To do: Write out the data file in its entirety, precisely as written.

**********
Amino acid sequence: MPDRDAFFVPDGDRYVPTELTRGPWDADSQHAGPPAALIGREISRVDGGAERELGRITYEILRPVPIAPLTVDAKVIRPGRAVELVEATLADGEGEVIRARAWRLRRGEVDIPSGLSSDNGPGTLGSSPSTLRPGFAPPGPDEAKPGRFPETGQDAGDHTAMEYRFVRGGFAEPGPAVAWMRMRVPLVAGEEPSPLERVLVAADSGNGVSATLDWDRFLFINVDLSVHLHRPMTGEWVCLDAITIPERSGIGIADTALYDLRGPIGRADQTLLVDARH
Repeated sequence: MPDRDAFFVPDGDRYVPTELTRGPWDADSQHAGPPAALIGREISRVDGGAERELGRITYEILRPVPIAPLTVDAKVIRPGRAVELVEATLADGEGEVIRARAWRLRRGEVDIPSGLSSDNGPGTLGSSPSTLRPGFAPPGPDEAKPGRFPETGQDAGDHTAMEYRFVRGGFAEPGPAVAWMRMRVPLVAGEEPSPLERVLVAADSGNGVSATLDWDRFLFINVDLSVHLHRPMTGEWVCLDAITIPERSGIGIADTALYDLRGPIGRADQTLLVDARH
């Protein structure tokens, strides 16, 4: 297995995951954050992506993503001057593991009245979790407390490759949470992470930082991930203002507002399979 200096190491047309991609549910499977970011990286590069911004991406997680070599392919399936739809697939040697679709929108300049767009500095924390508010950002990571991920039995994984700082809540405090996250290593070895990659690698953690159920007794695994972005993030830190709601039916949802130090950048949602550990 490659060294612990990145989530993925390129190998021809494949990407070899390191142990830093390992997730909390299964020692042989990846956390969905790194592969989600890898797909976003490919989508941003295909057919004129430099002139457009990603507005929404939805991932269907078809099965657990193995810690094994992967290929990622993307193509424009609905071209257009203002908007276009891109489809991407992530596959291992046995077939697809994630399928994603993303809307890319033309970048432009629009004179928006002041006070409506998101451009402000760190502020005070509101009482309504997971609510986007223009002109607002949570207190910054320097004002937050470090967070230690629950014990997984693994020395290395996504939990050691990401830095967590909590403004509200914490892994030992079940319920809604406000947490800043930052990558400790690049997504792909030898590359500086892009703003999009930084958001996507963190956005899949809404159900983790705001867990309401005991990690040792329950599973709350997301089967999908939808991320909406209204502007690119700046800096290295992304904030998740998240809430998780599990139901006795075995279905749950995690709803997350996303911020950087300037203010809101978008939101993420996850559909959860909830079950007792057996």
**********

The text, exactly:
Amino acid sequence: MPDRDAFFVPDGDRYVPTELTRGPWDADSQHAGPPAALIGREISRVDGGAERELGRITYEILRPVPIAPLTVDAKVIRPGRAVELVEATLADGEGEVIRARAWRLRRGEVDIPSGLSSDNGPGTLGSSPSTLRPGFAPPGPDEAKPGRFPETGQDAGDHTAMEYRFVRGGFAEPGPAVAWMRMRVPLVAGEEPSPLERVLVAADSGNGVSATLDWDRFLFINVDLSVHLHRPMTGEWVCLDAITIPERSGIGIADTALYDLRGPIGRADQTLLVDARH
Repeated sequence: MPDRDAFFVPDGDRYVPTELTRGPWDADSQHAGPPAALIGREISRVDGGAERELGRITYEILRPVPIAPLTVDAKVIRPGRAVELVEATLADGEGEVIRARAWRLRRGEVDIPSGLSSDNGPGTLGSSPSTLRPGFAPPGPDEAKPGRFPETGQDAGDHTAMEYRFVRGGFAEPGPAVAWMRMRVPLVAGEEPSPLERVLVAADSGNGVSATLDWDRFLFINVDLSVHLHRPMTGEWVCLDAITIPERSGIGIADTALYDLRGPIGRADQTLLVDARH
């Protein structure tokens, strides 16, 4: 297995995951954050992506993503001057593991009245979790407390490759949470992470930082991930203002507002399979 200096190491047309991609549910499977970011990286590069911004991406997680070599392919399936739809697939040697679709929108300049767009500095924390508010950002990571991920039995994984700082809540405090996250290593070895990659690698953690159920007794695994972005993030830190709601039916949802130090950048949602550990 490659060294612990990145989530993925390129190998021809494949990407070899390191142990830093390992997730909390299964020692042989990846956390969905790194592969989600890898797909976003490919989508941003295909057919004129430099002139457009990603507005929404939805991932269907078809099965657990193995810690094994992967290929990622993307193509424009609905071209257009203002908007276009891109489809991407992530596959291992046995077939697809994630399928994603993303809307890319033309970048432009629009004179928006002041006070409506998101451009402000760190502020005070509101009482309504997971609510986007223009002109607002949570207190910054320097004002937050470090967070230690629950014990997984693994020395290395996504939990050691990401830095967590909590403004509200914490892994030992079940319920809604406000947490800043930052990558400790690049997504792909030898590359500086892009703003999009930084958001996507963190956005899949809404159900983790705001867990309401005991990690040792329950599973709350997301089967999908939808991320909406209204502007690119700046800096290295992304904030998740998240809430998780599990139901006795075995279905749950995690709803997350996303911020950087300037203010809101978008939101993420996850559909959860909830079950007792057996």